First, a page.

Andy Rooney had a suggestion worth our full attention. The “jester” of those 60 Minutes said: “…that one should keep his words both soft and tender, because tomorrow he may have to eat them.
I do all I can, so appreciating God’s grace when I can do that.
It was the early Pandemic. 2020.
I was going through a long delayed exercise of throwing out personal business papers that were past their prime. Not only were they no longer needed but in some ways they were archaic. It was a bit of a shock to see how much things had changed.
Examining my correspondence that had been faxed 33 years years ago was like observing the Roman aqueducts. No emailing in 1987. Encryption was something for espionage. And, my personal correspondence was hand written. It even approached legibility. Voice recognition software used to create an electronic document would have been the stuff of science fiction to me in 1987.
Sure is good to know these operations and transmissions occur today in a far easier, more efficient mode. That is particularly true since at 75, I need some easier
“I’ve learned that love, not time, heals all wounds.” “I’ve learned that everyone wants to live on top of the mountain, but all the happiness and growth occurs while you’re climbing it. Andy Rooney of 60 Minutes fame.
It’s true. Love heals. Love seems to grow when the two of you learn to negotiate the differences more peacefully with time, climbing that mountain.
Time? We really can’t define it. But, we know in our hearts, love heals. Love makes life worthwhile.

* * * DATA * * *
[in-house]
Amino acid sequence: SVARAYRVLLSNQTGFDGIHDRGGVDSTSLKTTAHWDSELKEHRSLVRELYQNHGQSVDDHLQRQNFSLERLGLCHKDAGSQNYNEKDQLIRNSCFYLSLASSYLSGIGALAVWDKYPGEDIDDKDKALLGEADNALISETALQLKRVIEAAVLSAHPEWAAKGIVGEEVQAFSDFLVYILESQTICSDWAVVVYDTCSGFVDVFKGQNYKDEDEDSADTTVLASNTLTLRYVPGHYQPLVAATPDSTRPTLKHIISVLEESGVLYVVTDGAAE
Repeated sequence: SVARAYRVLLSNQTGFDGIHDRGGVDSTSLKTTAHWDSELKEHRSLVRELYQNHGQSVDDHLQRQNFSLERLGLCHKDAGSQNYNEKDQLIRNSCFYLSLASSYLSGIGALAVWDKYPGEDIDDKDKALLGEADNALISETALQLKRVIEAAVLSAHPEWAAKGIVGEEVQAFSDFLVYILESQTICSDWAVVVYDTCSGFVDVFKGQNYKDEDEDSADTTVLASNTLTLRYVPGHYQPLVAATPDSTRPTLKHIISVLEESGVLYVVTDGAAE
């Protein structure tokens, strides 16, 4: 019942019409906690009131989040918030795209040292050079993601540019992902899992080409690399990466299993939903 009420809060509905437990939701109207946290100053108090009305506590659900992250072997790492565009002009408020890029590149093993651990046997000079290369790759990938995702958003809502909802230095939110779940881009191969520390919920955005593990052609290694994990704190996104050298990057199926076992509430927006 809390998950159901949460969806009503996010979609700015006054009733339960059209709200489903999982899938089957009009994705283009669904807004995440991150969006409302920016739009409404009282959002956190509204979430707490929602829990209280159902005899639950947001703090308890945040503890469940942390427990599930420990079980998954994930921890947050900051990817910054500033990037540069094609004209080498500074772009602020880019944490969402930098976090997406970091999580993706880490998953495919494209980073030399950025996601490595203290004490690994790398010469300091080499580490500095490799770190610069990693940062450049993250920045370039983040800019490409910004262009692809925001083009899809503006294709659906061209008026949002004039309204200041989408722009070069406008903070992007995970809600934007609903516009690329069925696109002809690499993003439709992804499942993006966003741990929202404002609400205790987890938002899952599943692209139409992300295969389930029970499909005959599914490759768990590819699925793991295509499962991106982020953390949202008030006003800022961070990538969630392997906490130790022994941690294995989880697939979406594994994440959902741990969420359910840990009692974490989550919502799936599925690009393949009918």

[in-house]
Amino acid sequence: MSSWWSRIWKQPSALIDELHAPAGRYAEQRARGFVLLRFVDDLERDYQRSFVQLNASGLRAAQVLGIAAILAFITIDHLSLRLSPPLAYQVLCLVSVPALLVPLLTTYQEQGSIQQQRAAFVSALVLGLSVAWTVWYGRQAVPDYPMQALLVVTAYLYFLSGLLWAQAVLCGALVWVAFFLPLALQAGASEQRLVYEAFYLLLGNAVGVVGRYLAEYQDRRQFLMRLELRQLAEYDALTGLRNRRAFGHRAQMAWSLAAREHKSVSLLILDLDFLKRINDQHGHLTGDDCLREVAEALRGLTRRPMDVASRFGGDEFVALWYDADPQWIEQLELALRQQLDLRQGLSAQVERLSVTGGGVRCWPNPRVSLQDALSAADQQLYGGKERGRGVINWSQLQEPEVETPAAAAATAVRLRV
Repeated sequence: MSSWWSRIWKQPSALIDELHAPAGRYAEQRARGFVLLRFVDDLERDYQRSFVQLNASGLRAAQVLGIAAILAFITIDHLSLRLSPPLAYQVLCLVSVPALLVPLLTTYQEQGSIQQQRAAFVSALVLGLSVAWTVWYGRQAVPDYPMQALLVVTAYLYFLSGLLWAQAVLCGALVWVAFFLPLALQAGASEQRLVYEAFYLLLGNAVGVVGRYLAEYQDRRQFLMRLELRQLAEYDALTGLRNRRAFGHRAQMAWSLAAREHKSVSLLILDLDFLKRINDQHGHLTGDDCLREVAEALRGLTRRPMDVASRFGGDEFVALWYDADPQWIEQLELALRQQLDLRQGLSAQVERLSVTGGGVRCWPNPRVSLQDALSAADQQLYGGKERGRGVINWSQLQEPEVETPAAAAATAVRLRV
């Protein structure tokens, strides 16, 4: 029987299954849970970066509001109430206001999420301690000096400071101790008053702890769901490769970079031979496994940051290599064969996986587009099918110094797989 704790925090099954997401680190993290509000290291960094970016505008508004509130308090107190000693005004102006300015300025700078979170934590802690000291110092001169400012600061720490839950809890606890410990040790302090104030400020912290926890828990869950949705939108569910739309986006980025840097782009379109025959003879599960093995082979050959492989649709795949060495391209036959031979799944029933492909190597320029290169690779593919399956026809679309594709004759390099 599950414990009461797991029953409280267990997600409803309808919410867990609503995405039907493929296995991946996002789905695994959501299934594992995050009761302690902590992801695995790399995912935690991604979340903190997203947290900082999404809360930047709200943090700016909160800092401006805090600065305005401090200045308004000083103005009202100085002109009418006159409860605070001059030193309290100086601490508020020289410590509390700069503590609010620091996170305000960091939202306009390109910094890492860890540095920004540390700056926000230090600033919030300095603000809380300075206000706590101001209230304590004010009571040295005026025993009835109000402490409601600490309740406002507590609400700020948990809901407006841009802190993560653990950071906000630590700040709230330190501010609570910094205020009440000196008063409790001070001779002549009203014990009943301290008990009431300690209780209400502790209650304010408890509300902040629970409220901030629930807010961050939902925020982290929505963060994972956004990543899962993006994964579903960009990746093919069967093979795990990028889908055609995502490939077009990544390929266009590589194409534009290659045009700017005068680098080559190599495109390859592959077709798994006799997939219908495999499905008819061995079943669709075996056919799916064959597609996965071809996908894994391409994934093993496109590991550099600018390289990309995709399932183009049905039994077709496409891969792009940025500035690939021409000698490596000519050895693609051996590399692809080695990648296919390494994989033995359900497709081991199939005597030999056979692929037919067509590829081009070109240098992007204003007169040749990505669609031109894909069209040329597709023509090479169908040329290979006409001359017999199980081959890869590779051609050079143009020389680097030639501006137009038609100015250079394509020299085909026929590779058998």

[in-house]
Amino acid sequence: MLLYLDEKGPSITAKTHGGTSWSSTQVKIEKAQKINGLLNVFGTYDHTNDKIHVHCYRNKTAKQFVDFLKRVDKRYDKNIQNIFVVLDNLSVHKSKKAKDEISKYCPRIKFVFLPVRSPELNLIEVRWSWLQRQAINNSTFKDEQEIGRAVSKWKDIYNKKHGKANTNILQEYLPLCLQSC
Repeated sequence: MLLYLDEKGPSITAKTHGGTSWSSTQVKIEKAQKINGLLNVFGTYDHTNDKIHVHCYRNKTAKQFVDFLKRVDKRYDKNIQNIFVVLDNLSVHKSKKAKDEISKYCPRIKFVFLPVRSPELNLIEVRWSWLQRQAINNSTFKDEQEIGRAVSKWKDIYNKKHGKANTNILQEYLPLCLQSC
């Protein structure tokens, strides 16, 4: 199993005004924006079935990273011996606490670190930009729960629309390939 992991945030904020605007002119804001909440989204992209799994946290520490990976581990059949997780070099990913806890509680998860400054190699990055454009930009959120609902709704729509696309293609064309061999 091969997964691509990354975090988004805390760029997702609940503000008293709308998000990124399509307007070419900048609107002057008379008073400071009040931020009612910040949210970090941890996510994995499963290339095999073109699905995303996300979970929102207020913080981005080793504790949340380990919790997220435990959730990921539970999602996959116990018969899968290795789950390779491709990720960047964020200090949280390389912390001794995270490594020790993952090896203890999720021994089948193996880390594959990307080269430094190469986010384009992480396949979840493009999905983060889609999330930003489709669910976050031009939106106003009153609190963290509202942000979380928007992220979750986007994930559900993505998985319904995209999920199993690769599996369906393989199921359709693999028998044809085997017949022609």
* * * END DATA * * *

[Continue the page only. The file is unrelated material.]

God is love. May God bless each of us with ever enlarging hearts for others.
“I have learned that being kind is more important than being right.” Andy Rooney of 60 Minutes fame. “The truth is… everything counts. Everything. Everything we do and everything we say. Everything helps or hurts; everything adds to or takes away from someone else” Countee Cullen, African-American poet who was a leading figure in the Harlem Renaissance.
Oh, that arrogance we try to bury. That ego is bubbling near the surface, eager to erupt, sometimes in anger. It requires that we win at all costs. What could be more damaging to a relationship?
Yet Mr. Hyde has his way of overcoming Dr. Jekyll’s sweetness and light. I agree with the author/pastor/speaker/sage, Tim Keller. His book on marriage, The Meaning of Marriage, which he co-wrote with his spouse, Kathy, emphasizes that marriage is the place where both people learn to love more deeply. Isn’t love what gathering patience over time is about, following our Maker’s lead?
He has inspired the playbook, the world’s bestseller, Scriptures. Isn’t that book worth a go?
“We’re all strangers connected by what we reveal, what we share, what we take away—our stories. I guess that’s what I love about books —they are thin strands of humanity that tether us to one another for a small bit of time, that make us feel less alone or even more comfortable with our aloneness, if need be.” Libba Bray, an American writer.
There doesn’t seem to be enough connectedness in our frequently virtual world. The written word seems an effort in the right direction. It was essential to the beginning of the U.S. in books like Thomas Paine’s Common Sense.
Books get our minds alive, not hooked into someone else’s visuals, however well cinema captures our attention. They allow us to share our lives and thoughts well.
In a sense, you are your imagination. It’s where your ideas are birthed. Doesn’t it make common sense to give it some exercise with quality, beautifully edited stories? Those young kids who love to be read to seem to be on to something.